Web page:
It is wiser to get off the diesel route quickly and adopt electric mobility. Is India listening?
Volvo’s decision to go fully electric or hybrid for all its car models and dump internal combustion (IC) engine is a disruption that will shake up the technology roadmap of the global auto industry. As this ‘bold move’ draws accolade, doubters ask if this is premature as electric vehicles are only one per cent of the global vehicle market. But this is also a rapidly growing market which is an opportunity for the early bird. One compelling reason behind such corporate decision that must also be understood is the early recognition that meeting Euro VI and beyond with IC engines, especially diesel ones, will get more complex, difficult and expensive. It is wiser to get off the diesel route quickly and adopt electric mobility. Is India listening?
In fact, Volvo has also stopped selling conventional diesel buses for city bus services in Europe. They are either doing hybrids or electric. Electric mobility linked with public transport is a win-win situation in polluted and climate-challenged world. It was an interesting experience for me to travel in Volvo electric bus on the line number 55 in the city of Gothenburg in Sweden last month. There are segments on this route that are also car-free and only trams and buses ply. The bus ride was a good experience—noiseless and comfortable, with facilities to plug in laptops and enough space to stand and sit. Its key highlight was the opportunity charging. As the bus docked in the terminal for few minutes, the overhead high-capacity rapid charger descended automatically to charge it enough to do the return trip. Such short-term charging allows for smaller batteries and lower costs.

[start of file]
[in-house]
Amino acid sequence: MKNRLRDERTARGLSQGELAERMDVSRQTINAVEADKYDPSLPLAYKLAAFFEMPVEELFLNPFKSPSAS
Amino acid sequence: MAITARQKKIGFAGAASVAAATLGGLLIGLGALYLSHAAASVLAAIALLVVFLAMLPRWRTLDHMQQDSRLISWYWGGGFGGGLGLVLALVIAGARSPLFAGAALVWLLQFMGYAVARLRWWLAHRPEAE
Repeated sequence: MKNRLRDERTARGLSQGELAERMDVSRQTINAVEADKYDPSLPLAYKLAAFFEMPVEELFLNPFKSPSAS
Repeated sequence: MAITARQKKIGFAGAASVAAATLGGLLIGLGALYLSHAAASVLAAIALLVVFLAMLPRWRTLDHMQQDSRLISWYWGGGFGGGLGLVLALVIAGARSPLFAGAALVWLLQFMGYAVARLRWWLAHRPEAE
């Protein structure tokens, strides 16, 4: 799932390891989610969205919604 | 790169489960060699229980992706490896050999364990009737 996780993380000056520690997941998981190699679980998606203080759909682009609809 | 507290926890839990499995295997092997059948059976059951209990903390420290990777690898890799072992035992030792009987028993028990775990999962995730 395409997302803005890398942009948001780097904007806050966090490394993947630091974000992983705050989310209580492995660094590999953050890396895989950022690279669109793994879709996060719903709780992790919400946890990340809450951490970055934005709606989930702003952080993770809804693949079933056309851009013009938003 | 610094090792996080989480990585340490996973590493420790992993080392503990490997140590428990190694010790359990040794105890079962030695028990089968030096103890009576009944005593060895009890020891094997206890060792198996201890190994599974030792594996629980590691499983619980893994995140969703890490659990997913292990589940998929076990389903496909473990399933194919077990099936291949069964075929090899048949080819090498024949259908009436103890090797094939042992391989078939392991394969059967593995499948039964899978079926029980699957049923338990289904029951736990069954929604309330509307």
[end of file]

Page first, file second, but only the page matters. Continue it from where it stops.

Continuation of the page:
It is interesting how a ground-up petition from citizens targeted at legislators and local representatives and involvement of bus manufacturer, academia, experts and policymakers have helped to put this system in place in Gothenburg. "ElectriCity" is a consortium of partners, including bus manufacturer— Volvo—government and academia whereby costs and revenues are shared. Bus manufacturer provides the buses and some of the funding and is responsible for maintenance of buses and earns annual revenue. Thus, upfront capital cost of buying expensive buses is avoided. The operations are handled by the consortium as also the revenue. Consortium looks at bus stop solutions, traffic management systems and safety concepts as well as systems for energy supply and energy storage.
As India is drawing up its electric mobility programme and reforming its FAME (Faster Adoption and Manufacturing of Hybrid and Electric) scheme, public transport is becoming an important part of this conversation. This, of course, is still very expensive for us. Locking in of huge investments in fewer buses raises serious concerns in public transport-deficit cities of India. But electro-mobility roadmap is already looking at the possibility of focusing on low-range shuttles, feeders and paratransit that can go a long way in meeting travel demand in cities. If done well, sales volumes can allow economy of scale and reduced costs. If renewable energy portfolio also expands, the source of energy can become carbon-neutral.